Left parties have kick-started their pre-poll exercise with their top leaders deciding to woo 'secular' parties in both the United Progressive Alliance and the National Democratic Alliance to join forces and provide an alternative to the Congress and the Bharatiya Janata Party ahead of the Lok Sabha elections.
In a bid to present a unified face and not to confuse the cadre, the top brass of the Communist Party of India-Marxist, the Communist Party of India, the Revolutionary Socialist Party and the Forward Bloc have decided not to air differences, including those over seat-sharing among them in public and speak in one voice on issues like their stance towards the Congress in case of government formation after the Lok Sabha elections.
The CPI-M General Secretary Prakash Karat has not ruled out supporting a secular government in which the Congress may be a part but not leading it, but has said it was "unlikely" that such a scenario would emerge.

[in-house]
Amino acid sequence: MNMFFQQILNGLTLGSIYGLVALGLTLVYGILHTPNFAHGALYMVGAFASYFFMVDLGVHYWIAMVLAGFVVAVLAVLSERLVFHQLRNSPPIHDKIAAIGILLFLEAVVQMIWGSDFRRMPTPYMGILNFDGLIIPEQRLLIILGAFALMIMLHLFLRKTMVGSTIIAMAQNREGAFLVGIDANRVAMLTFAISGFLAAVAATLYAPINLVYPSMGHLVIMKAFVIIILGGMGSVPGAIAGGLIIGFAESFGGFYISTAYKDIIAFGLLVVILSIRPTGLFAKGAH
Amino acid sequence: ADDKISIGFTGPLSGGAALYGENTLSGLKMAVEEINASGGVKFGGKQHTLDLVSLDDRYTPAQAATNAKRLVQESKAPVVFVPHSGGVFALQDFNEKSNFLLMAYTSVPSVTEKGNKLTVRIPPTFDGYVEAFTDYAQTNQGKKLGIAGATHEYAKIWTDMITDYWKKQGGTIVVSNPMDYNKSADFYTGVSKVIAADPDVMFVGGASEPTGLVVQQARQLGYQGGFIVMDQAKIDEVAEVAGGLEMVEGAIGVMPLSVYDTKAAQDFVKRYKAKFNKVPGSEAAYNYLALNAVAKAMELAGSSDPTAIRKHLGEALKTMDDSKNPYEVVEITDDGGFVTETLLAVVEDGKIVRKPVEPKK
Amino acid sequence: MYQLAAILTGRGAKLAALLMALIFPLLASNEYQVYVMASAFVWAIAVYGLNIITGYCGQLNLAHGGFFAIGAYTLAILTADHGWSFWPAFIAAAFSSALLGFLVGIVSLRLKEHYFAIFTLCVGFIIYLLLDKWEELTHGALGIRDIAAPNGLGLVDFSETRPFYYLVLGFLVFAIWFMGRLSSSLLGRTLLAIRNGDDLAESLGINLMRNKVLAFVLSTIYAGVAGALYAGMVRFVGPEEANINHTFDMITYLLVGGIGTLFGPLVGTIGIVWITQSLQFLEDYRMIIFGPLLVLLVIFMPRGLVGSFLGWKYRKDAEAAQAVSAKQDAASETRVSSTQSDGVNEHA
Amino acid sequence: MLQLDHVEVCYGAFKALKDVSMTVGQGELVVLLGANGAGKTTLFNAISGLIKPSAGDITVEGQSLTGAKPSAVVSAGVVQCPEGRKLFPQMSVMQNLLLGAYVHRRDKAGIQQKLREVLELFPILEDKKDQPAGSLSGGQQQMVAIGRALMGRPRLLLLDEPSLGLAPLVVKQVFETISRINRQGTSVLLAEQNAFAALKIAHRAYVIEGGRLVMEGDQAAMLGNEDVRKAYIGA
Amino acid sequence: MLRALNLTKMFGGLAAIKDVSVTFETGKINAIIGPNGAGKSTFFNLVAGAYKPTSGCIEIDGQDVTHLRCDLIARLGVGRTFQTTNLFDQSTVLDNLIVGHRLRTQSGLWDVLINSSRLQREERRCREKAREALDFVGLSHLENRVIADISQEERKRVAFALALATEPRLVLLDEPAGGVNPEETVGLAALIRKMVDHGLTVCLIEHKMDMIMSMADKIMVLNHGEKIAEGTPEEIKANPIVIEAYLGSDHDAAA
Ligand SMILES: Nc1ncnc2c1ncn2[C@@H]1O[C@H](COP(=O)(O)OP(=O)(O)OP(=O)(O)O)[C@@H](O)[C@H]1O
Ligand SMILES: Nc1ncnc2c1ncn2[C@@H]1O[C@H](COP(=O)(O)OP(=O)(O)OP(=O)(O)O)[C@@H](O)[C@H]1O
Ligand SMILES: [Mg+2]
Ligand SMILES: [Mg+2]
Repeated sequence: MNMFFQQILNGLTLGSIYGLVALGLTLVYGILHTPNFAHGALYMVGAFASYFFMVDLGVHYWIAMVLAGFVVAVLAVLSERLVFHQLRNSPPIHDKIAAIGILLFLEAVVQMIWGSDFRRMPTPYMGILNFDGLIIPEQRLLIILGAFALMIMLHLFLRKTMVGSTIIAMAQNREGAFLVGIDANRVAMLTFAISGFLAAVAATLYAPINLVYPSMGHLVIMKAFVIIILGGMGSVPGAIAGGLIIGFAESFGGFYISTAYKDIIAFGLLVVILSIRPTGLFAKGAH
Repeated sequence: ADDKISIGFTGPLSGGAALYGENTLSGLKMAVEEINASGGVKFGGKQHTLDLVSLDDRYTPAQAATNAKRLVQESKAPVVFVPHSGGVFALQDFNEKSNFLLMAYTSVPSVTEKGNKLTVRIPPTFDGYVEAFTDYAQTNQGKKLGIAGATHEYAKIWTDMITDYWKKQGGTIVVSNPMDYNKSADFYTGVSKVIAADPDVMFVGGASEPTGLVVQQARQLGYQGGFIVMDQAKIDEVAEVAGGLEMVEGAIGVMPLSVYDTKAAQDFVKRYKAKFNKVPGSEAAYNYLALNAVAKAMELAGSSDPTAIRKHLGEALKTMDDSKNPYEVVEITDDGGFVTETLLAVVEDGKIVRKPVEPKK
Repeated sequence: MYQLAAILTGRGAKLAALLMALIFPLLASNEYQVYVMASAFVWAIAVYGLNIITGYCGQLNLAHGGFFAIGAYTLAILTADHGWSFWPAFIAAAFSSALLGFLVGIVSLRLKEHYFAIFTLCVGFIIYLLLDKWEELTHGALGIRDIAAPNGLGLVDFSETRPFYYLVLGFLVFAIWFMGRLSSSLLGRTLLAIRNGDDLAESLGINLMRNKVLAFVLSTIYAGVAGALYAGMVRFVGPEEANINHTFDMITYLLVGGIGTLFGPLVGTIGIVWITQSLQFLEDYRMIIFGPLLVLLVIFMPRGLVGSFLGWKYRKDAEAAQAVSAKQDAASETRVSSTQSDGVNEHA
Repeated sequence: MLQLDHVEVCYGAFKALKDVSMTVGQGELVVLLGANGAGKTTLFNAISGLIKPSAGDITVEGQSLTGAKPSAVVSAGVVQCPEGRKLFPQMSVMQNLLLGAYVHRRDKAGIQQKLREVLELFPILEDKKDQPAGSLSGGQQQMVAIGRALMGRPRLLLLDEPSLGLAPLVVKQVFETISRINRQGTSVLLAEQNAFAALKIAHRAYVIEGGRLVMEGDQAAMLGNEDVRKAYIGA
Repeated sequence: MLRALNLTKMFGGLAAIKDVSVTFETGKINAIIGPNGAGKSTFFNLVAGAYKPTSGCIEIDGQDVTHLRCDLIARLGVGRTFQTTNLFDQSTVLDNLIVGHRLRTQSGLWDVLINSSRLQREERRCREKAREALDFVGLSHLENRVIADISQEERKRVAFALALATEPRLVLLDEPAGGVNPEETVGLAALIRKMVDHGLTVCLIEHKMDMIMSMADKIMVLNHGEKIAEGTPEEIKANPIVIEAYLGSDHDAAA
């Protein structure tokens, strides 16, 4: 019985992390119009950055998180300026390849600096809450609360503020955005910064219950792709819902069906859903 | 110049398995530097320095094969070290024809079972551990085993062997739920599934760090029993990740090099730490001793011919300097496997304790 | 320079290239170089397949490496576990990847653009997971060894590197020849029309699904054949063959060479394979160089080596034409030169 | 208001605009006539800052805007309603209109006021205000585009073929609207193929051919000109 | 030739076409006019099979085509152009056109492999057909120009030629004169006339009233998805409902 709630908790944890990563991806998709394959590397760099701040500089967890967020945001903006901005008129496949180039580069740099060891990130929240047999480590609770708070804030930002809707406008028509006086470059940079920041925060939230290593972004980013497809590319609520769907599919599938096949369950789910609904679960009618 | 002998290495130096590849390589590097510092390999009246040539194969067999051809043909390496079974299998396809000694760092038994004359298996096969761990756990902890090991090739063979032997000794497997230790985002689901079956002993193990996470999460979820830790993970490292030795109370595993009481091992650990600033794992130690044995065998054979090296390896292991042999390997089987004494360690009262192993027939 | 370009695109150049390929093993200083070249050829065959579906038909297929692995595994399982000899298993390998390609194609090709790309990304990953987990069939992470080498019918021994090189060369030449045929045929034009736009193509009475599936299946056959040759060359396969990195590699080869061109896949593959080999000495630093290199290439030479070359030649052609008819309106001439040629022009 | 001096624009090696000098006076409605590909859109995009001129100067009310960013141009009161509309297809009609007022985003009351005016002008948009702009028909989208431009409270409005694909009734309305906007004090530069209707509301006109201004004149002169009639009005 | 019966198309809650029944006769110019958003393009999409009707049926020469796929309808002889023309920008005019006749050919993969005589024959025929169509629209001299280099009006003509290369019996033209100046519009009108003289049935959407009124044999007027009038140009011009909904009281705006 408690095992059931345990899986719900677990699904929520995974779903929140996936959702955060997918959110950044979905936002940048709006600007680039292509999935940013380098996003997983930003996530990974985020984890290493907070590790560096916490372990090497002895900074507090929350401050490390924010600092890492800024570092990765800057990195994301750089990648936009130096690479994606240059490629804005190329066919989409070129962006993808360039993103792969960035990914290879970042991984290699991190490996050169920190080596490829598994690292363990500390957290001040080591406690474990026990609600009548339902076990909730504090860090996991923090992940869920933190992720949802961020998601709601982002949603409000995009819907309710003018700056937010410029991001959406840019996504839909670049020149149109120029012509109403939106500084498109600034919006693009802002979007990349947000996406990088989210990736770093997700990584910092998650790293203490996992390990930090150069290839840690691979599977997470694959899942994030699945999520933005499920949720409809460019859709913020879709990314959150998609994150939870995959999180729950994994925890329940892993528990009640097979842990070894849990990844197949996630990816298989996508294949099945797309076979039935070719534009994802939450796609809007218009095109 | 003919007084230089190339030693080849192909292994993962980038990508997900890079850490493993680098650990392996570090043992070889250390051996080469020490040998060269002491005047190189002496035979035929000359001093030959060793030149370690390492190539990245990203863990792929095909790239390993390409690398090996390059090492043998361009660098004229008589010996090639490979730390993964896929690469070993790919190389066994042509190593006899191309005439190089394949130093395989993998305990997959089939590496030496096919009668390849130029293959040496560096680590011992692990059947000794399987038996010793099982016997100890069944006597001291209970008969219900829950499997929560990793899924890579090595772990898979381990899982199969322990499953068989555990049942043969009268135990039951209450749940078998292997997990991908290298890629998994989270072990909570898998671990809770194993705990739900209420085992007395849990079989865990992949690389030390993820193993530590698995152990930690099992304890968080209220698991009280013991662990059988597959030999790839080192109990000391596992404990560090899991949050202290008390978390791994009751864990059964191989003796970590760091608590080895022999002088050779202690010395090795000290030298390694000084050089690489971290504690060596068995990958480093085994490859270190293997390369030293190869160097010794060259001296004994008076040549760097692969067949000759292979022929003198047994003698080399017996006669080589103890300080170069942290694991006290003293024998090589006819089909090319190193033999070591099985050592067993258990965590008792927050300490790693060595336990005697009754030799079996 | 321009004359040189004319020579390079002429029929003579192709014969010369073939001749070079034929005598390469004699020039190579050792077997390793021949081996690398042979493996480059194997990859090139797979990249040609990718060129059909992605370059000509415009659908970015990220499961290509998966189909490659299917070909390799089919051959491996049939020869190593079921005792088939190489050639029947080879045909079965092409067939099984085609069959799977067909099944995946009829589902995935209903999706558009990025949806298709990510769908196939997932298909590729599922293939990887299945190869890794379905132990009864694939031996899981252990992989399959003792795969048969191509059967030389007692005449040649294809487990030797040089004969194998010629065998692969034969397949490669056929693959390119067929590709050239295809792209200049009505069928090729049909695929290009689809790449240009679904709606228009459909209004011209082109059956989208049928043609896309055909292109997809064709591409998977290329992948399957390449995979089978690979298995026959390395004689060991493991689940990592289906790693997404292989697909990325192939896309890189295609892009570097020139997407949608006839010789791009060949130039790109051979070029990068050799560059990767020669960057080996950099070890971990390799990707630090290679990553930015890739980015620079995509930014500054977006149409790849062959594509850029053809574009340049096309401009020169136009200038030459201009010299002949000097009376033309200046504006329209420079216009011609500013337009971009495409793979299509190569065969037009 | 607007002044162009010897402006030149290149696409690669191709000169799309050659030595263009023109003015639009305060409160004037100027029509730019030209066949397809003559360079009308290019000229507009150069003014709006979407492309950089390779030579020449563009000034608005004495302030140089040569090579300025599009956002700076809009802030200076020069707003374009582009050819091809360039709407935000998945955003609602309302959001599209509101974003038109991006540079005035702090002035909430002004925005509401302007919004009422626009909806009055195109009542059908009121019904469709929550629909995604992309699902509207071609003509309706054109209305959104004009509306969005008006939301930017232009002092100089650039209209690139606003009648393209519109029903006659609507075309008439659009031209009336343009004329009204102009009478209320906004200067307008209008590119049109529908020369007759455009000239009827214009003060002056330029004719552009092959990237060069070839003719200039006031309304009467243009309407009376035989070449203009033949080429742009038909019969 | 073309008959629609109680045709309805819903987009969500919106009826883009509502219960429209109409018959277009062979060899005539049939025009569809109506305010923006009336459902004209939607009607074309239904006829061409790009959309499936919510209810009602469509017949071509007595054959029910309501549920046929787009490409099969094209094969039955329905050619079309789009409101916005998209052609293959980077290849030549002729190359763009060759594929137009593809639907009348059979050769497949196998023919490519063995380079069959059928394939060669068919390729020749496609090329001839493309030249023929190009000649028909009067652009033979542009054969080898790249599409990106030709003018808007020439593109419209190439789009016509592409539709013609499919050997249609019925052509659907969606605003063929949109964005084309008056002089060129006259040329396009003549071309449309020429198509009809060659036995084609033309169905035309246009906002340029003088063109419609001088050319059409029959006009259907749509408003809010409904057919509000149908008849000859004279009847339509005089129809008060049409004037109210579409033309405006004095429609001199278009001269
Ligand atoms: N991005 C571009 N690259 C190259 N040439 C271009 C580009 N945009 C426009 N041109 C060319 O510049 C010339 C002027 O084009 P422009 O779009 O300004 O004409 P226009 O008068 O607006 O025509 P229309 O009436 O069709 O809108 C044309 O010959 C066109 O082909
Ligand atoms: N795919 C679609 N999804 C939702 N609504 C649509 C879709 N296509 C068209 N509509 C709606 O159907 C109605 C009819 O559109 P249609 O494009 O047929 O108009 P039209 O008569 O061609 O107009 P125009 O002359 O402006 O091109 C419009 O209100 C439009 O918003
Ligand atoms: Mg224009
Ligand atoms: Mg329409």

"I can't rule it out, but it seems unlikely," Karat said in a recent interview.
"The Left is likely to issue a call to the secular forces in the NDA which are perturbed by BJP's Hindutva agenda and parties in UPA which are unhappy with Congress' privatise or perish policy," a senior Left leader said.
"The call will also contain an appeal to general public that why they should reject both the Congress and the BJP", he said.
The central committee is meeting in New Delhi on March 7 and 8 to fine tune the election strategy of the party. The CPI national executive has already met in New Delhi last week.
The CPI-M has already begun a series of public meetings and campaigns in some states, especially those in the Hindi heartland.
In some of these states like Punjab, Gujarat, Haryana, Madhya Pradesh and Himachal Pradesh, the party is likely to put up at least one candidate each.
The effort in these states would be to concentrate the entire state party and mass organisational strength for the success of the candidates, the leader said.
Left leaders have in the recent past held a series of parleys with counterparts from parties like the All-India Anna Dravida Munnetra Kazhagam, the Telugu Desam Party and the Janata Dal-Secular.
Apart from this, informal discussions have also been held with regional parties in states like Orissa and Bihar.
Politburo member Sitaram Yechury had recently said, "The Lok Sabha elections should be used as a window of opportunity by creating a political alternative which steers clear of both the Congress and the BJP-led coalitions and ensures a decisive shift in the country's policies."